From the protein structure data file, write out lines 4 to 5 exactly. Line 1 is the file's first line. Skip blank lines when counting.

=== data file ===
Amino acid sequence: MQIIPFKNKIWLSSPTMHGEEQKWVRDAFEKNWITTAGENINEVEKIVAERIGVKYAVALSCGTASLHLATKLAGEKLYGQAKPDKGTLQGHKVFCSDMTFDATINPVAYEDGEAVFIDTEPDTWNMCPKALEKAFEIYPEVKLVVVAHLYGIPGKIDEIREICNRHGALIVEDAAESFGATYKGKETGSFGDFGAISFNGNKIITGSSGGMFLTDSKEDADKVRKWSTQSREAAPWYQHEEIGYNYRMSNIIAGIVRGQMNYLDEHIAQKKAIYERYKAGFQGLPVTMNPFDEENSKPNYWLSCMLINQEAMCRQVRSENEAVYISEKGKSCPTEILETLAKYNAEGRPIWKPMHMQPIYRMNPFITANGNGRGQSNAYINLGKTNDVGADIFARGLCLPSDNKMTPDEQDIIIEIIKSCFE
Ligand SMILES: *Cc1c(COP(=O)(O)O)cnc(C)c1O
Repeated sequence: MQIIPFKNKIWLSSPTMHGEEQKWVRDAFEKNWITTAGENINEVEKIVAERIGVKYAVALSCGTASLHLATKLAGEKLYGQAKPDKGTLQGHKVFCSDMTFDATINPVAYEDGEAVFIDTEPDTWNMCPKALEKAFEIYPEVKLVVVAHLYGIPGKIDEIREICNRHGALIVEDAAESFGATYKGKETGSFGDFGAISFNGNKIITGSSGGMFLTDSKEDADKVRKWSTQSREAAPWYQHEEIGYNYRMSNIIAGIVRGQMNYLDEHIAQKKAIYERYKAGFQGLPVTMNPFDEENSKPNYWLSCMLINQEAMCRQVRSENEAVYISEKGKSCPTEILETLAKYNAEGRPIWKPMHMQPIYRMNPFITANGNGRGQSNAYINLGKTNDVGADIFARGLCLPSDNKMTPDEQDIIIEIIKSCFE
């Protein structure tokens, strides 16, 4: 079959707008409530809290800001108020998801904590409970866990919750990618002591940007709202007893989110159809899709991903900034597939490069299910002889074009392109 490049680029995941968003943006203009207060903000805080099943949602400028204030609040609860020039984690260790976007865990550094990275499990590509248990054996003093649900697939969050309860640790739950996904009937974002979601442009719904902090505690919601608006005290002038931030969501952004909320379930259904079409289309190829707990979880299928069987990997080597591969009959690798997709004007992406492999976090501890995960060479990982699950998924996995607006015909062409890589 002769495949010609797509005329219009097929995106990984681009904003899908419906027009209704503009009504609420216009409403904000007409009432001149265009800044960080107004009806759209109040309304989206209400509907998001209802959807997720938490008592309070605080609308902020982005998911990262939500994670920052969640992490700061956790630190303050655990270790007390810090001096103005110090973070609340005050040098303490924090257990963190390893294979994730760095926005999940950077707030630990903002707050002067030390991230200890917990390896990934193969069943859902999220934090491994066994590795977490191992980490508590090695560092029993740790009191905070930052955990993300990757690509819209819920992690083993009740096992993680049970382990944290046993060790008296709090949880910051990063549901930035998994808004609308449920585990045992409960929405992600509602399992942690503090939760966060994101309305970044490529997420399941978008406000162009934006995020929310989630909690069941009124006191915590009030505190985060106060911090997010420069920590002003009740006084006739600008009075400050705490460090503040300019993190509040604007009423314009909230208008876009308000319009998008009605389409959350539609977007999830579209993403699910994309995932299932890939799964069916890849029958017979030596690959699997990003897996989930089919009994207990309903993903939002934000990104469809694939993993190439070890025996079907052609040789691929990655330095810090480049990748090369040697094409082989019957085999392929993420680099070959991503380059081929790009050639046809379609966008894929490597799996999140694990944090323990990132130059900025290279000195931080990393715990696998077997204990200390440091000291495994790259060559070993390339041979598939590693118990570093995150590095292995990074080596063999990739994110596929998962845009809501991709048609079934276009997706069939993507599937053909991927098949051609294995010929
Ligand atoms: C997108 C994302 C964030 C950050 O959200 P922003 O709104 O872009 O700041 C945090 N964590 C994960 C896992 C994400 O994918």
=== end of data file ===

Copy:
């Protein structure tokens, strides 16, 4: 079959707008409530809290800001108020998801904590409970866990919750990618002591940007709202007893989110159809899709991903900034597939490069299910002889074009392109 490049680029995941968003943006203009207060903000805080099943949602400028204030609040609860020039984690260790976007865990550094990275499990590509248990054996003093649900697939969050309860640790739950996904009937974002979601442009719904902090505690919601608006005290002038931030969501952004909320379930259904079409289309190829707990979880299928069987990997080597591969009959690798997709004007992406492999976090501890995960060479990982699950998924996995607006015909062409890589 002769495949010609797509005329219009097929995106990984681009904003899908419906027009209704503009009504609420216009409403904000007409009432001149265009800044960080107004009806759209109040309304989206209400509907998001209802959807997720938490008592309070605080609308902020982005998911990262939500994670920052969640992490700061956790630190303050655990270790007390810090001096103005110090973070609340005050040098303490924090257990963190390893294979994730760095926005999940950077707030630990903002707050002067030390991230200890917990390896990934193969069943859902999220934090491994066994590795977490191992980490508590090695560092029993740790009191905070930052955990993300990757690509819209819920992690083993009740096992993680049970382990944290046993060790008296709090949880910051990063549901930035998994808004609308449920585990045992409960929405992600509602399992942690503090939760966060994101309305970044490529997420399941978008406000162009934006995020929310989630909690069941009124006191915590009030505190985060106060911090997010420069920590002003009740006084006739600008009075400050705490460090503040300019993190509040604007009423314009909230208008876009308000319009998008009605389409959350539609977007999830579209993403699910994309995932299932890939799964069916890849029958017979030596690959699997990003897996989930089919009994207990309903993903939002934000990104469809694939993993190439070890025996079907052609040789691929990655330095810090480049990748090369040697094409082989019957085999392929993420680099070959991503380059081929790009050639046809379609966008894929490597799996999140694990944090323990990132130059900025290279000195931080990393715990696998077997204990200390440091000291495994790259060559070993390339041979598939590693118990570093995150590095292995990074080596063999990739994110596929998962845009809501991709048609079934276009997706069939993507599937053909991927098949051609294995010929
Ligand atoms: C997108 C994302 C964030 C950050 O959200 P922003 O709104 O872009 O700041 C945090 N964590 C994960 C896992 C994400 O994918």